The training, offered by the Florida Bicycle Association, will be this Saturday, June 22, from 11:30 a.m. to 4:30 p.m. at the University of South Florida’s Center for Urban Transportation Research. Topics include:
- Bike safety, Florida Bicycle and Pedestrian laws and cyclist rights on the road.
- Preparation, from bodies to bikes, helmet fitting and nutrition.
- Communication, from hand signals to how to give great pre-ride tutorials, on-the-ride coaching and how to brand your club or organization through cycling professionalism.
- Coaching and Mentoring skills to develop stronger, safer cyclist in your club or organization.
- Advanced cycling skills for 17+ mph group rides like paceline etiquette and how to control skill with speed.
- Accident and rider-down tips and preparation.
- Community and family ride leader skills.
This Ride Leader / Ride Marshal training and certification program is modular in approach, to allow registrants the opportunity to choose the modules that are most relevant for their needs and ride leader development.
Cost is $20 for FBA members, $35 for non-members. You must register in advance (and ASAP) at floridabicycle.org.
Ready to ride or run?
Run? Just one 5K this weekend, the Sugden Stride 5K at North Collier Regional Park (runeliteevents.com). But with July 4 on the horizon, there will be three 5K to choose from: Freedom 5K on the Cape Coral Bridge (ftmyerstrackclub.com); USA Independence Day 5K at Hertz Arena, Estero (runeliteevents.com); and Moe’s Firecracker 5K at Fleishmann Park, Naples (gcrunner.org)
Ride? Three Critical Mass rides ahead: The NE Lee night ride on Friday (June 21), the Cape Coral night ride on June 28, and the Saturday morning Slow Roll on June 29 in downtown Fort Myers. Lights are required for night rides and helmets are recommended; details at meetup.com. Looking for summer activities for your kids? The next week-long Wheel Lee Fun camp kicks off June 24 (the classes take a holiday break the following week, then return July 8). Details at caloosariders.org.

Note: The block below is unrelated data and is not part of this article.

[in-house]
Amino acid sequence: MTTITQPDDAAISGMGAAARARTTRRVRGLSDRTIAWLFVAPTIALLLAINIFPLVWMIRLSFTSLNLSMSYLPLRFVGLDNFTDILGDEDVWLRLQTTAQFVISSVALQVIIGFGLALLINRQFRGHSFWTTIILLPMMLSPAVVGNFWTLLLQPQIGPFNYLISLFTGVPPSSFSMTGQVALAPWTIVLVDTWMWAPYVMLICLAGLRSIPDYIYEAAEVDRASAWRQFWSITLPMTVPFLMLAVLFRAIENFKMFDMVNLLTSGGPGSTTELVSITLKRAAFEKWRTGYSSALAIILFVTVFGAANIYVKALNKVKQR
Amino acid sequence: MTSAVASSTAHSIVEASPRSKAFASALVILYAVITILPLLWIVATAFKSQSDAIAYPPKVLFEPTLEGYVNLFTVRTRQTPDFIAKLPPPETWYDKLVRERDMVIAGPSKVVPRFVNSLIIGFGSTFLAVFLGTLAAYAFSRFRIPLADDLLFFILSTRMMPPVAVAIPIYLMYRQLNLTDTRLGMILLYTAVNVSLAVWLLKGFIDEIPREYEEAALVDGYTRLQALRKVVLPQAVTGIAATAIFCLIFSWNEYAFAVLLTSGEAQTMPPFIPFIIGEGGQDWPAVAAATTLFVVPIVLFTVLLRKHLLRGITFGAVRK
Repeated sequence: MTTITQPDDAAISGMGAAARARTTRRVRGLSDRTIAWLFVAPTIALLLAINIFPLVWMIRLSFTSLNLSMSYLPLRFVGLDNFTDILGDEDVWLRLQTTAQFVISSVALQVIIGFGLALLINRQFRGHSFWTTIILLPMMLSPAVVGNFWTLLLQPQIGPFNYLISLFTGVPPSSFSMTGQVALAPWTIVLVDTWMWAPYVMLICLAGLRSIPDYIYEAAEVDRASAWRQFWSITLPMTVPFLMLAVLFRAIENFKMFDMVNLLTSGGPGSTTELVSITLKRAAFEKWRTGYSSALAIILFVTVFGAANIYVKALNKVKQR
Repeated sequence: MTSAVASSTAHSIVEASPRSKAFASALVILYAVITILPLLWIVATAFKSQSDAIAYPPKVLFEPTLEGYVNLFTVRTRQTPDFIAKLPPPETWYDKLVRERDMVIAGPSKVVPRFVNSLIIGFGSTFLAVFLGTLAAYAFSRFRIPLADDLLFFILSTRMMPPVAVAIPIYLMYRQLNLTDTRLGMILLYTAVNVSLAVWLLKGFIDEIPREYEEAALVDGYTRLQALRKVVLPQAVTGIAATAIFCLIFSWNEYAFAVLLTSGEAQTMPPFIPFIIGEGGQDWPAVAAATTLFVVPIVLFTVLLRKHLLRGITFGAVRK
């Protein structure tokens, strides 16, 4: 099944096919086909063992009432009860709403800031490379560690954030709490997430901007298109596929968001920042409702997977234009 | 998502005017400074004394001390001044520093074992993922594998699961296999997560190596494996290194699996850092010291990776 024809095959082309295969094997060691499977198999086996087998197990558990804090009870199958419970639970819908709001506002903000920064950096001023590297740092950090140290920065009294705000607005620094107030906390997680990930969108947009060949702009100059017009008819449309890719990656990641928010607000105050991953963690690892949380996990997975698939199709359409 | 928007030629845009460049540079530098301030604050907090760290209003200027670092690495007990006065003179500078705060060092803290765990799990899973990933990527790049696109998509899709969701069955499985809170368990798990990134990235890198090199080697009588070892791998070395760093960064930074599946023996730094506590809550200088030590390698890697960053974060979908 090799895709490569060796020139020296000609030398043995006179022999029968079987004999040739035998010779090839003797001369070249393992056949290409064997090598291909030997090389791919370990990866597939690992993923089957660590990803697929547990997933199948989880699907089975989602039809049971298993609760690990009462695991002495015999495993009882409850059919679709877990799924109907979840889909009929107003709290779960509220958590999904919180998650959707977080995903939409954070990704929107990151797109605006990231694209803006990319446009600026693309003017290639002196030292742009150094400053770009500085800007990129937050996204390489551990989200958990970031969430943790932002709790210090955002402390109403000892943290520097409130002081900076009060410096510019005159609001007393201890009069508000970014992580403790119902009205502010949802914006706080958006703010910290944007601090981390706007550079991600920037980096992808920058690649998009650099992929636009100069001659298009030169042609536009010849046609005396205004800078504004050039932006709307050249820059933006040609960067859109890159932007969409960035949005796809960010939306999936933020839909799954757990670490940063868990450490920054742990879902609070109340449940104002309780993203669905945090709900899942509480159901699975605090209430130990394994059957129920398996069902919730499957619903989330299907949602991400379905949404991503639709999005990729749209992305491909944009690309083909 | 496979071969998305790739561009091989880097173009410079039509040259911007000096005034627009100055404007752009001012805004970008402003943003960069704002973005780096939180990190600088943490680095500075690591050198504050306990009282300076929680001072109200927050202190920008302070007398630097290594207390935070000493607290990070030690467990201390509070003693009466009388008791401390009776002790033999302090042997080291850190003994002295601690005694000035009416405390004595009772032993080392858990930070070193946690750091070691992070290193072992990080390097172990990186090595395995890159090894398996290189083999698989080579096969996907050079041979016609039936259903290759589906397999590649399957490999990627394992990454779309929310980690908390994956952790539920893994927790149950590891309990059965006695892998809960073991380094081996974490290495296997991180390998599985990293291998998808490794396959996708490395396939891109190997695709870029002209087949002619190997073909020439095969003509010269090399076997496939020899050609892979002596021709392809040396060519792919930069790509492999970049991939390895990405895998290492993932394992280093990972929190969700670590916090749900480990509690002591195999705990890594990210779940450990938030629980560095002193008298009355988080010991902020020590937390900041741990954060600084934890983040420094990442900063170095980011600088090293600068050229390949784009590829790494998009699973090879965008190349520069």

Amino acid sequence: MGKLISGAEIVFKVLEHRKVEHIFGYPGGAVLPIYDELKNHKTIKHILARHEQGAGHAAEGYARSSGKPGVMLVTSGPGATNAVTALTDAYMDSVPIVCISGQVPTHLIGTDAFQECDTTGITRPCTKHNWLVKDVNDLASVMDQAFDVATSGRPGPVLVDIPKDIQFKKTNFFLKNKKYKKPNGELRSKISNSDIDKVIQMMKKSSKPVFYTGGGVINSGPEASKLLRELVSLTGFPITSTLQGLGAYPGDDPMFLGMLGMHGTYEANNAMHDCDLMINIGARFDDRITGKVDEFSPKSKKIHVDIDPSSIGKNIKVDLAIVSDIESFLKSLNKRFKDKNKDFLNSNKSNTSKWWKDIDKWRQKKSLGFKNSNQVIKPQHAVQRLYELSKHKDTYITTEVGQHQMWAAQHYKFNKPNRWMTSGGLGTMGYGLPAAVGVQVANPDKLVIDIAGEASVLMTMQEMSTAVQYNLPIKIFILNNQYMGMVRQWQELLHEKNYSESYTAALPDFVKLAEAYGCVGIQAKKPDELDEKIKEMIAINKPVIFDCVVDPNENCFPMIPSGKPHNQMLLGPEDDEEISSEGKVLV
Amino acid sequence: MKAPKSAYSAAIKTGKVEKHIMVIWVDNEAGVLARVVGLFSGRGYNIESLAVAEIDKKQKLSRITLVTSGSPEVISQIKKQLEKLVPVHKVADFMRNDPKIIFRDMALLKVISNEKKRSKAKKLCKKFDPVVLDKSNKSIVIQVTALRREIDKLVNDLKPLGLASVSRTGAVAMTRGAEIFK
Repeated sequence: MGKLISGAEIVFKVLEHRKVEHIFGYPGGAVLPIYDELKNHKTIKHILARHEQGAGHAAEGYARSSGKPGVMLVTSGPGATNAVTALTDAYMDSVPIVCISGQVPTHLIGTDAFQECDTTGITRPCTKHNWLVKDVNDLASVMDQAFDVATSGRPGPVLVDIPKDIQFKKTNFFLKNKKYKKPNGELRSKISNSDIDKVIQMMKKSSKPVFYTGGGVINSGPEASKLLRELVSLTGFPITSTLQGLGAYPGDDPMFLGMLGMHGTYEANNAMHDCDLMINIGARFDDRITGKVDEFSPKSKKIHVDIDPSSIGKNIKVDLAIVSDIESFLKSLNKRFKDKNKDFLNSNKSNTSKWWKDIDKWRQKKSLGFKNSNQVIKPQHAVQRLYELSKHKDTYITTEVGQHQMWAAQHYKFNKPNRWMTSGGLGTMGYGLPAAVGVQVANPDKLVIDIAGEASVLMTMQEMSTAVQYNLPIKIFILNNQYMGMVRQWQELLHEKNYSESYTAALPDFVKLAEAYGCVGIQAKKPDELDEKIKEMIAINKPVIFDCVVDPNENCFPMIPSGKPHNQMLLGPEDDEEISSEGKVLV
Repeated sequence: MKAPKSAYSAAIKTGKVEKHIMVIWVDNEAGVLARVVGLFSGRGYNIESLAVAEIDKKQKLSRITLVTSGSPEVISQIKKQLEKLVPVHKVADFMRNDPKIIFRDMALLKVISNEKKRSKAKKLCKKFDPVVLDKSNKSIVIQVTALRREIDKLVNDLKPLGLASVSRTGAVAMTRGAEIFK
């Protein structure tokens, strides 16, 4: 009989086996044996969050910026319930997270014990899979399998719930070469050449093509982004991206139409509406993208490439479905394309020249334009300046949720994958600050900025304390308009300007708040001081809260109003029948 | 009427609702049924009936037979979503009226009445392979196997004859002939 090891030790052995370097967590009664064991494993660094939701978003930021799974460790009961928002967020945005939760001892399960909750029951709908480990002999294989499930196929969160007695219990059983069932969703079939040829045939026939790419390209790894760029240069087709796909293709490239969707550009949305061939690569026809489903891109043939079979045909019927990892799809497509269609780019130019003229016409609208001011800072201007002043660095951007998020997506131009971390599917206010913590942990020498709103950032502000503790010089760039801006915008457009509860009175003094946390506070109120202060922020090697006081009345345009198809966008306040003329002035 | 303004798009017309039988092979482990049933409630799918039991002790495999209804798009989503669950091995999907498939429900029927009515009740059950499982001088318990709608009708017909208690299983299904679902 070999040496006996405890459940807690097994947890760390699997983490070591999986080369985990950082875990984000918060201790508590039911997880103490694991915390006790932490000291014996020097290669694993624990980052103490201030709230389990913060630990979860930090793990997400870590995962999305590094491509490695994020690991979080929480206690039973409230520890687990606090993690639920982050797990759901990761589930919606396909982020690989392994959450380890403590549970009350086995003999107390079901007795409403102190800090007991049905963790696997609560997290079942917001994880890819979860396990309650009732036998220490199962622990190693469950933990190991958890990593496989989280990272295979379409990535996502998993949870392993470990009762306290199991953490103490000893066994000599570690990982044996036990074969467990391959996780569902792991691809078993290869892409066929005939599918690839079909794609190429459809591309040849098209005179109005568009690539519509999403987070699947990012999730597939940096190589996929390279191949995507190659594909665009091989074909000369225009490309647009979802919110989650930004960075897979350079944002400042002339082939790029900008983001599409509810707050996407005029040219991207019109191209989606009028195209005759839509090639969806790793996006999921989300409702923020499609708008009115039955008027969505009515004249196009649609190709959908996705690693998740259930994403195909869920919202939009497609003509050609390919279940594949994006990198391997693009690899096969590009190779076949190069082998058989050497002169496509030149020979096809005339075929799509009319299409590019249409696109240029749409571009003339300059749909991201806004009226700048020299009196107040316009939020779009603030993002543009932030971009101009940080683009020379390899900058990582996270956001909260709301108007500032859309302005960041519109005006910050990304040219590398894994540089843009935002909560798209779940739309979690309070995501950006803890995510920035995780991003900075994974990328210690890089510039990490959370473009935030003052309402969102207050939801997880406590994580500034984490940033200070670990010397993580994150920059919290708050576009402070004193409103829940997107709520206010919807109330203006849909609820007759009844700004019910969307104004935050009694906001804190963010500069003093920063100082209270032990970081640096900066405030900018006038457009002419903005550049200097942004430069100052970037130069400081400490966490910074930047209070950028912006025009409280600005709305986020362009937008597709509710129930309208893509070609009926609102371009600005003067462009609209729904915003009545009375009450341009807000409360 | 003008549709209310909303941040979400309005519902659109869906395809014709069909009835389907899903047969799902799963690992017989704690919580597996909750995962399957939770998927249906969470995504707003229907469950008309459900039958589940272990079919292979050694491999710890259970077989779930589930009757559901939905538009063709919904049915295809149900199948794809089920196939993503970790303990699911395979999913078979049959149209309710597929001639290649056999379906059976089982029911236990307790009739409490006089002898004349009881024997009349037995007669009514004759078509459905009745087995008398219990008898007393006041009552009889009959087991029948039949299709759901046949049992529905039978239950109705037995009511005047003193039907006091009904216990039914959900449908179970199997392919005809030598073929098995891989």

Both? Upcoming events include:
- Sunday, June 22: Englewood Sprint Tri & Duathlon, Englewood Beach (swflymca.org)
- Sunday, June 23: Sirens Sprint Tri, Sarasota (trifind.com)
- Sunday, Aug. 4: Siesta Sprint Triathlon/Duathlon (trifind.com)
- Monday, Sept. 2: Venice Sprint Tri, Sharky’s on the Pier, Venice (trifind.com)
- Saturday-Sunday, Sept. 7-8: Galloway Captiva Tri. Sprint on Saturday, kids’ events Sunday (https://www.gearedup.biz/captiva-triathlon)
- Saturday, Sept. 21: The Original Siesta Key Tri, sprint (runsignup.com)
- Willing to drive? Check trifind.com or active.com for tris around the state.
TELL US ABOUT YOUR RIDE:Have a favorite route you like to bike, or a unique walk you’d like to share with others? Tell us about it at firstname.lastname@example.org, and maybe we can feature it in an upcoming column.
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Ken Gooderham writes this on behalf of BikeWalkLee, a community coalition raising public awareness and advocating for complete streets in Lee County — streets that are designed, built, operated and maintained for safe and convenient travel for all users: pedestrians, bicyclists, motorists, and transit riders of all ages and abilities. Information, statistics and background online at www.BikeWalkLee.org.